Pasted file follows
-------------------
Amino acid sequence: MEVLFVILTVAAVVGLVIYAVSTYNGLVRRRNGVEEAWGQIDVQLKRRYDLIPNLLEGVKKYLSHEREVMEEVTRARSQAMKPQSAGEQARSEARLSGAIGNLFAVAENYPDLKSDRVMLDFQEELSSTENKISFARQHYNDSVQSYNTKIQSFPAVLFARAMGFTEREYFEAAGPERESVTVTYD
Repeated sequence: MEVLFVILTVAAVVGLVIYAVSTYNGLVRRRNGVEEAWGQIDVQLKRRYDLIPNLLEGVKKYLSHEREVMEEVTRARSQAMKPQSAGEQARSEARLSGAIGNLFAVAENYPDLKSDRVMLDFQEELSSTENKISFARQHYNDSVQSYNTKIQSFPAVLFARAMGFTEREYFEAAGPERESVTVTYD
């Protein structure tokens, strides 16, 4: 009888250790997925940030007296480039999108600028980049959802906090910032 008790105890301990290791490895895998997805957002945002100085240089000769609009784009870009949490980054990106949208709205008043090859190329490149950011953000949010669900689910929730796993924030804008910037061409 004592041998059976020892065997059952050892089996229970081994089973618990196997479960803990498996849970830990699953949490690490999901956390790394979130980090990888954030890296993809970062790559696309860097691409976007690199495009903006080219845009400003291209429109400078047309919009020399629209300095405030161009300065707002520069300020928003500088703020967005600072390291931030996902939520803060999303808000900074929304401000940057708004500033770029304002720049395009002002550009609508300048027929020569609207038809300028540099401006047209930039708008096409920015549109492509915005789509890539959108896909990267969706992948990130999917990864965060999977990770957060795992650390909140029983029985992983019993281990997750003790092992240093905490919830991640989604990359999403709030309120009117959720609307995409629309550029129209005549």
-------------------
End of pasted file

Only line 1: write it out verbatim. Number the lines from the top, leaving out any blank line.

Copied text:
Amino acid sequence: MEVLFVILTVAAVVGLVIYAVSTYNGLVRRRNGVEEAWGQIDVQLKRRYDLIPNLLEGVKKYLSHEREVMEEVTRARSQAMKPQSAGEQARSEARLSGAIGNLFAVAENYPDLKSDRVMLDFQEELSSTENKISFARQHYNDSVQSYNTKIQSFPAVLFARAMGFTEREYFEAAGPERESVTVTYD